This introduces the first English translation of Marcel Mauss’s article, ‘Critique interne de la “Légende de l’Abraham”’, published in 1926 in the Revue des études juives. In suggesting ways in which the translation offers anglophone scholars new perspectives on Mauss’s thought, it explains how his sophisticated textual exegesis of the Legend of Abraham drew on nineteenth-century scholars such as Salomon Munk, but also how it above all involved a critique of deeply racist currents of European social thought. In particular, Mauss challenged a racist anthropology of African societies that became known as the ‘Hamitic hypothesis’ and linked it with the agitation over the ‘Jewish Question’ that continued to persist and was even growing in the world around him. A fundamental argument of his essay is that the social category of ‘race’ is not a category that denotes civility, but a system of categorization that stems from an analysis he deems ‘wanton’.
Adeel Hamza and John Gannon
Le cas de la collaboration de Marcel Mauss et Henri Hubert
Les archives de Marcel Mauss, conservées à l’IMEC (Institut Mémoires de l’Edition Contemporaine), reflètent l’éclatement et le dépassement constant d’une pensée originale et curieuse touchant à la sociologie, à l’ethnographie ou encore à l’histoire des religions, mais aussi à la situation économique et politique et aux innovations sociales. On sait moins, en revanche, que ce fonds d’archives est double. Les archives de Marcel Mauss sont aussi celle de Henri Hubert. Un « jumeau de travail » que Mauss rencontra en 1896 à l’École pratique des hautes études et avec qui, par la suite, il produira une oeuvre théorique importante dont « l’Essai sur la nature et la fonction du sacrifice » ou « l’Esquisse d’une théorie générale de la magie ». Outre sa richesse documentaire, ce fonds d’archives invite aussi à explorer les processus de la créativité scientifique et, plus particulièrement, la difficile pratique de l’écriture à deux. C’est en tout cas ce que nous proposons de montrer à partir des notes, des correspondances et des manuscrits encore inédits conservés.
An Alternative Genealogy of The Elementary Forms of Religious Life
Sondra L. Hausner
This article argues that, although we think of Australian tribal ritual as Durkheim’s source material for his masterwork The Elementary Forms of Religious Life, we must also consider the extensive Indological scholarship on which he draws – and with which he debates – as critical inspirations for the text. His extensive engagement with his nephew, Marcel Mauss, whose earlier work, Sacrifice, with Henri Hubert, was premised on an analysis of Vedic ritual, would have been one source for his study of religion writ large; Elementary Forms also takes up in detail the work of Max Müller, among other Indologists, whose work was well known and widely engaged with in the French and broader European intellectual context of the late nineteenth and early twentieth centuries. This article argues that the Indological comparative lens was key to Durkheim’s own approach as he worked to articulate the relationship between religion and society; in contrast to the philologists, he argued for the primacy of practice over language in ritual action.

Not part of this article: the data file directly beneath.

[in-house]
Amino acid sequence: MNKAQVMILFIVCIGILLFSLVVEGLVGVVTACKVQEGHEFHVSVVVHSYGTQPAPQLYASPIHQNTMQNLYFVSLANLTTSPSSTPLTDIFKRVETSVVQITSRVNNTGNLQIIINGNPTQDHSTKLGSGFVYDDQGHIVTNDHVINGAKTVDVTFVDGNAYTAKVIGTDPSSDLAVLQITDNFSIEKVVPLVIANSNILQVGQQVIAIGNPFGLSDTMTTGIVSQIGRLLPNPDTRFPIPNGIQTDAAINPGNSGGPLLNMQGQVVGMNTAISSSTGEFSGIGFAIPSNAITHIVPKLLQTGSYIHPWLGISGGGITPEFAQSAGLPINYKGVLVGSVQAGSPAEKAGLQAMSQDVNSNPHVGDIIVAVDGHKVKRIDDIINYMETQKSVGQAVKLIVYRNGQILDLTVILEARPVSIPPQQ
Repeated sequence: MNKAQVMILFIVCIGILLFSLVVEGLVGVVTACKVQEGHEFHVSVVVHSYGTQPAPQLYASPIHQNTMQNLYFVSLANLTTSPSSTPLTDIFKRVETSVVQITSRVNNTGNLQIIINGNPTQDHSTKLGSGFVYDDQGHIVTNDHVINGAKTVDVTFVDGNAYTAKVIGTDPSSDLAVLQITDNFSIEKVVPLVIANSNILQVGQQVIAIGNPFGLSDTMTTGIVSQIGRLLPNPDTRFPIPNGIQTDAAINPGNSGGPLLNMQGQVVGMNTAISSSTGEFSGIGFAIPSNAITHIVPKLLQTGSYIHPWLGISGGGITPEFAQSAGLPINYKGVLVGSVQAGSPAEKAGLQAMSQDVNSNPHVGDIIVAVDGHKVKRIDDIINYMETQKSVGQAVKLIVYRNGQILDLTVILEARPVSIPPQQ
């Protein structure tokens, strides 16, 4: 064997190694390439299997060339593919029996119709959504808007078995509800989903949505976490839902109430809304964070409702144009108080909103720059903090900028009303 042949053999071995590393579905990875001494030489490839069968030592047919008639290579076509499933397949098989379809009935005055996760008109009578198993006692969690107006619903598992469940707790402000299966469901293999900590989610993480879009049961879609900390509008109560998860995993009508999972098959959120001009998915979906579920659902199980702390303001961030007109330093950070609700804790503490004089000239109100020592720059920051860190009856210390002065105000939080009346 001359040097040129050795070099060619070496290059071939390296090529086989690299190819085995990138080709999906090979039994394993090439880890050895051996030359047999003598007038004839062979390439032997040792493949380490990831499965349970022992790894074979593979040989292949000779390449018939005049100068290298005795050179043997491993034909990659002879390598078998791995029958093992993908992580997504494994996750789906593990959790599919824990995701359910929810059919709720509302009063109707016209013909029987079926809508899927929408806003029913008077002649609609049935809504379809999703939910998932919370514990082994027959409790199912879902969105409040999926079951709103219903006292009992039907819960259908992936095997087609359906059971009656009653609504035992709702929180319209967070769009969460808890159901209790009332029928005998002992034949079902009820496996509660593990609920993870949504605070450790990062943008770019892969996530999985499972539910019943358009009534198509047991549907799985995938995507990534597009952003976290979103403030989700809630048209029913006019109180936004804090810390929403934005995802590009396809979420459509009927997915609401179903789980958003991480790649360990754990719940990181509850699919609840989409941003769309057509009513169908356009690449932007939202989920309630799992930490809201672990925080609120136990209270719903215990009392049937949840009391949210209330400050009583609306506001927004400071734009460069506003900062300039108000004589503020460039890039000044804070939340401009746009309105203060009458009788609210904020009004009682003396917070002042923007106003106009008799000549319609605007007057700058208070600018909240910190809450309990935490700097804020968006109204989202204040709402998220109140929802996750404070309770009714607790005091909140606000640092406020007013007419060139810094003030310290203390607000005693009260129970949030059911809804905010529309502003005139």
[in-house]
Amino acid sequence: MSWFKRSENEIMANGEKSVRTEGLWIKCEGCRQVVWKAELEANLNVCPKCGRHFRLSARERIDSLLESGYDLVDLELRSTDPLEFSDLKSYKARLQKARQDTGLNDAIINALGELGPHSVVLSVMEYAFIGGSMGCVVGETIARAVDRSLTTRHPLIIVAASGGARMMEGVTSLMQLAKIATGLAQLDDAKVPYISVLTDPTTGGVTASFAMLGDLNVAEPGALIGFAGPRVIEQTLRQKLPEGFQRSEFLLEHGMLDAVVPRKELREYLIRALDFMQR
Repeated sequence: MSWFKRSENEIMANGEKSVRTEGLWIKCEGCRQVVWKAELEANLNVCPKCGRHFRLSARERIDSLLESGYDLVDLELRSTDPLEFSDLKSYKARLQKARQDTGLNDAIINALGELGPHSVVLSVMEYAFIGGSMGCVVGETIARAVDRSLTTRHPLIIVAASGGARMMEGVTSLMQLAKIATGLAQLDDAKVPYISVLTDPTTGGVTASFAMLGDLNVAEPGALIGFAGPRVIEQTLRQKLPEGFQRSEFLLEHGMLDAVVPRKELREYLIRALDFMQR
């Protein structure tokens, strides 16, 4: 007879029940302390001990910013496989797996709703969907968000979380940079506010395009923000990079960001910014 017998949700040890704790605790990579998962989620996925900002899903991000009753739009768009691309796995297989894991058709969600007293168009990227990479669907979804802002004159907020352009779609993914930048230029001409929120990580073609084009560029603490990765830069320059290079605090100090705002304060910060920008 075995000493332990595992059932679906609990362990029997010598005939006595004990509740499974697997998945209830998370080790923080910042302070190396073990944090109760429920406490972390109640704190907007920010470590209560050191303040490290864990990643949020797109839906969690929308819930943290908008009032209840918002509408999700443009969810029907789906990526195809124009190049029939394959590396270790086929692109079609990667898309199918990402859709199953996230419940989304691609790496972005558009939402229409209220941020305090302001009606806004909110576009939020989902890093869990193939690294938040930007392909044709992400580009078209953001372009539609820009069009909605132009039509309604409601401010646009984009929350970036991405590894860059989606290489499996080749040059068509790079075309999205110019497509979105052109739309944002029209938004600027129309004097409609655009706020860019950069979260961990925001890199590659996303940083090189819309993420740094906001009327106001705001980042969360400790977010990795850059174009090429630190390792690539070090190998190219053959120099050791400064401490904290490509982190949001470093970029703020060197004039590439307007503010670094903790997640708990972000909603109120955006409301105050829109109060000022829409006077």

What, if not Durkheim’s ‘collective representations’ acquired during exalted states of effervescence, gives rise to society, culture and science? Marcel Mauss provides another answer by pointing to the different rhythms of social relationships and the human effort to synchronise them. The seasonal cycle of the Eskimo [Inuit], Mauss argues, is in accord with their game; hence people disperse in summer to pursue economic activities in small bands, while they congregate in dense house-complexes in winter and engage in ritual. It would appear that Mauss draws heavily on Boas’s contrast between the Kwakiutl winter celebrations and their ‘uninitiated’ livelihood in summer. These insights have traction for medical anthropologists who are interested in finding an anthropological explanation for the efficaciousness of ‘traditional’ medicines or ‘indigenous’ healing techniques.
Many aspects of culture that we are used to interpreting in essentialist or even tacitly evolutionist terms might better be seen as acts of self-conscious rejection, or as formed through a schizmogenetic process of mutual definition against the values of neighbouring societies. What have been called 'heroic societies', for instance, seem to have formed in conscious rejection of the values of urban civilizations of the Bronze Age. A consideration of the origins and early history of the Malagasy suggests a conscious rejection of the world of the Islamic ecumene of the Indian Ocean, effecting a social order that could justifiably be described as self-consciously anti-heroic.